"Classical computing is reaching its problem-solving and data analytical limits," said Heather West, research manager, infrastructure systems, platforms and technologies at IDC. "As a result, the financial industry, as well as many other industries, is looking for a way to expand compute capabilities. As a result, quantum computing is seen as an industry disruptor. In the financial industry, it's offering a way to solve new problems, it's offering a way to obtain processing speeds that currently aren't available using classical infrastructure, including high-performance computing and supercomputers."
Using quantum computing, "financial institutions will be able to produce better, more accurate predictions and risk assessments in almost-real time," she said.
In a survey of financial institution leaders West conducted in 2021, 25% said they are currently investing in quantum computing technology and 43% said they planned to invest in 2022. The surveyed bankers are experimenting with the use of quantum computing for a wide variety of use cases that include ATM cash allocation, credit scoring, derivative pricing, fraud detection, compliance and transaction settlement.
"While today's quantum computing technology is nascent, it is well suited for experimenting with optimization problems, making this a prime time for financial institutions to begin experimenting and identifying use cases suitable for running on quantum computing systems," West said. Banks should also be developing the quantum algorithms and applications that will be needed to run such problems once quantum systems are scaled to a point where quantum advantage can be achieved, she said.
Quantum computing directly leverages quantum mechanics, the laws of physics that govern the smallest particles in the universe, to solve problems at high speeds. Traditional computers only allow bits of information to live in one state (0 or 1) at a time. A quantum computer uses qubits (quantum bits) that enable bits of information to be a 1, 0 or both 0 and 1 simultaneously. The result is a computation system that can manipulate and assess many combinations of information concurrently.
A quantum computer can cycle through 10 to the 154th power potential answers to a problem in microseconds.
But the technology still has challenges to overcome. McKinsey analysts noted in a recent white paper that manufacturers are still trying to scale the number of qubits in a quantum computer while achieving a sufficient level of qubit quality.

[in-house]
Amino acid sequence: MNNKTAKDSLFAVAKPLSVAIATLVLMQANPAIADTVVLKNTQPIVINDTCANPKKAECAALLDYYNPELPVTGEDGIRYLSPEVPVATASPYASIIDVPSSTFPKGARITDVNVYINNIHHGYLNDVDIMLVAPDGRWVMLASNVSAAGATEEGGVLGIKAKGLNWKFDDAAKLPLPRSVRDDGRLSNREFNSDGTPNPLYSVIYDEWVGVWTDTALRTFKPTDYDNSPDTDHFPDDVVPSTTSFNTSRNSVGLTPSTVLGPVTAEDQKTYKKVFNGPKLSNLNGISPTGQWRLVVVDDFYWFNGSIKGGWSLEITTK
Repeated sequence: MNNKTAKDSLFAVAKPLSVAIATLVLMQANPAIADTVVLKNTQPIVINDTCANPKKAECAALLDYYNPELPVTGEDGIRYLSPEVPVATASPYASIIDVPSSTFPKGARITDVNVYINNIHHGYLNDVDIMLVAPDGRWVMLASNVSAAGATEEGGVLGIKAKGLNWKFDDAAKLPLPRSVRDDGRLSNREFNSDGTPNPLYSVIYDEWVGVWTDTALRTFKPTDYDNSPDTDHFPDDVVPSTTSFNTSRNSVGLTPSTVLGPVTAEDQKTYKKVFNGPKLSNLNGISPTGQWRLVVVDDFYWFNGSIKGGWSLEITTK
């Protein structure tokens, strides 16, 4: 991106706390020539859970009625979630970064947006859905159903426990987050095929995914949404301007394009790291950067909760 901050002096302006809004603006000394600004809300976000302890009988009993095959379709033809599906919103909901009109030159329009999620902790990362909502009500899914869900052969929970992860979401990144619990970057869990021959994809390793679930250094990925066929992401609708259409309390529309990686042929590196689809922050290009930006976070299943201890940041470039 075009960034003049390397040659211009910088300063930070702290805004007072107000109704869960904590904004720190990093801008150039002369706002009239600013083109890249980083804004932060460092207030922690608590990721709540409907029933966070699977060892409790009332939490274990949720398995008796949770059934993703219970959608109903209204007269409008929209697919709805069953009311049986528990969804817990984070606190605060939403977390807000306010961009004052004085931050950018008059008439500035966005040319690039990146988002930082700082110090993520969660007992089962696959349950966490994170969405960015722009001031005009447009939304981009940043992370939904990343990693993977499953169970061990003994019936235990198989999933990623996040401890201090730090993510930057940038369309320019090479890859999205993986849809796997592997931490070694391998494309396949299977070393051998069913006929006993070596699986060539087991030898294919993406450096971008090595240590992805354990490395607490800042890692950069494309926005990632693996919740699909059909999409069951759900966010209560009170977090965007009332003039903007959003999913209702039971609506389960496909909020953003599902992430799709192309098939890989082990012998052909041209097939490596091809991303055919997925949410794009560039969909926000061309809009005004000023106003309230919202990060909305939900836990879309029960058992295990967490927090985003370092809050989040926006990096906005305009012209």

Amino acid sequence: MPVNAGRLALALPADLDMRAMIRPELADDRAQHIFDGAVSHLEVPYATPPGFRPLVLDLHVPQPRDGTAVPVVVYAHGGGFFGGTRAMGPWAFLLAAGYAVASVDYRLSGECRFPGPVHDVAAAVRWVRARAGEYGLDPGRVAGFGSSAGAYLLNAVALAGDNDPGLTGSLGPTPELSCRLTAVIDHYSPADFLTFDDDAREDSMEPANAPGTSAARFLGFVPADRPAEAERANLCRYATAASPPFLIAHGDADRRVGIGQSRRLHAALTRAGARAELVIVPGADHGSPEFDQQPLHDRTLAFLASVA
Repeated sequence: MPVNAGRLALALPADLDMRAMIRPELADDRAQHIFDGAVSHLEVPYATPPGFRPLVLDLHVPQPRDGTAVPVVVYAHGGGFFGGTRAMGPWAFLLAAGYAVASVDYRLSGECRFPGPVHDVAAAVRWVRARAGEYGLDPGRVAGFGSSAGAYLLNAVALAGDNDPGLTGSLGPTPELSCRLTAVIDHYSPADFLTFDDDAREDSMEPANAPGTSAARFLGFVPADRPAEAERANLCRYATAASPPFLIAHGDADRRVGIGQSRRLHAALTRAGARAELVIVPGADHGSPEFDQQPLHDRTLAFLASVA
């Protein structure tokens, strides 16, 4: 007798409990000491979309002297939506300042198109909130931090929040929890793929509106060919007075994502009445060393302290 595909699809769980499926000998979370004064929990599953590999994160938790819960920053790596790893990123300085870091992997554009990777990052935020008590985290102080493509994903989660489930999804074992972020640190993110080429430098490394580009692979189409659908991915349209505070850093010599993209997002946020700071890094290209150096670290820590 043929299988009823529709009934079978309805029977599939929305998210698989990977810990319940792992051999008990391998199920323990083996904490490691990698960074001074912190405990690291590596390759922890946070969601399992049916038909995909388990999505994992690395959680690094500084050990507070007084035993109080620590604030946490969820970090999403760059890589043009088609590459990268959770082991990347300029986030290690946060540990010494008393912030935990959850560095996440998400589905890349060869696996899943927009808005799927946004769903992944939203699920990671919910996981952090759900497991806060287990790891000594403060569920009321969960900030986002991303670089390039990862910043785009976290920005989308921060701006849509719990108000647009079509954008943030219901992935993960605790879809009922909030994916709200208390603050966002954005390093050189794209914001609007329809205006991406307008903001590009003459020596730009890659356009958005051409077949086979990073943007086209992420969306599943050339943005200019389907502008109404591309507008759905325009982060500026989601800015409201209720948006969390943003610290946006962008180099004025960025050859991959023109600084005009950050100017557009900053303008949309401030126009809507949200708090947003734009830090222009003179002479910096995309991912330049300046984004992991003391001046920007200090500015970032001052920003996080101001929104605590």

"The most important milestone will be the achievement of fully error-corrected, fault-tolerant quantum computing, without which a quantum computer cannot provide exact, mathematically accurate results," the authors said. "Five manufacturers have announced plans to have fault-tolerant quantum-computing hardware by 2030. If this timeline holds, the industry will likely establish a clear quantum advantage for many use cases by then."
In the same white paper, McKinsey analysts said the most promising use cases for quantum computing in finance are in portfolio and risk management. "For example, efficiently quantum-optimized loan portfolios that focus on collateral could allow lenders to Excellerate their offerings, possibly lowering interest rates and freeing up capital," the authors stated.
"In finance, you have a lot of use cases with exponential complexity," Pistoia said. "As the level of complexity explodes and the data set becomes big enough, classical computing cannot solve that problem anymore."
Another reason the financial industry needs quantum computing is for speed, he said.
"In finance, we need answers right away, because the market is changing so quickly," Pistoia said. "The market is volatile and a computation that takes three days is totally useless. So we need answers right away and we need accurate answers."
The quantum computing research and engineering team at JPMorgan Chase is exploring the use of quantum computing for risk analysis, option pricing, portfolio optimization, fraud detection and merger analysis.
The bank is still in the research phase.
"I think quantum computing is very important," Pistoia said. "It's not yet completely at the stage at which it can be used in production. Quantum computers are not yet powerful enough. When we are in a scientific stage with a certain technology, that's the best moment to actually collaborate with other companies and publish our results and form partnerships so that we can learn from other groups and other groups can learn from us."
Vendors at the conference, even from traditional computer and chip companies like Dell and Intel, also seemed to feel a shift in high-performance computing technology to quantum computing was inevitable and that they felt compelled to invest in quantum technology.
"You don't have a choice," said William Hurley, founder and CEO of quantum computing startup Strangeworks. "It's coming whether you want it to or not."